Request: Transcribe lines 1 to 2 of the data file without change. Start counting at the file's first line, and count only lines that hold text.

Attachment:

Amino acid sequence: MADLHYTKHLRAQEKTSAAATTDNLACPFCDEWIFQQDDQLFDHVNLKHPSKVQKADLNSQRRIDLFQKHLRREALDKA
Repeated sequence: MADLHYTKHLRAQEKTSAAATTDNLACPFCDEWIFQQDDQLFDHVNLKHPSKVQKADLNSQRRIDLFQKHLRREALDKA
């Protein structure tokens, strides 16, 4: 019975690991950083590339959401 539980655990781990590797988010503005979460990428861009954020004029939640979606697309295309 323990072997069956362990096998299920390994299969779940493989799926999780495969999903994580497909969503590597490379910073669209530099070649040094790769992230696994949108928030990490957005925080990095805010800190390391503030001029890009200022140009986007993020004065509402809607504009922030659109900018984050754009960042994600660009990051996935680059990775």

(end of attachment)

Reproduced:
Amino acid sequence: MADLHYTKHLRAQEKTSAAATTDNLACPFCDEWIFQQDDQLFDHVNLKHPSKVQKADLNSQRRIDLFQKHLRREALDKA
Repeated sequence: MADLHYTKHLRAQEKTSAAATTDNLACPFCDEWIFQQDDQLFDHVNLKHPSKVQKADLNSQRRIDLFQKHLRREALDKA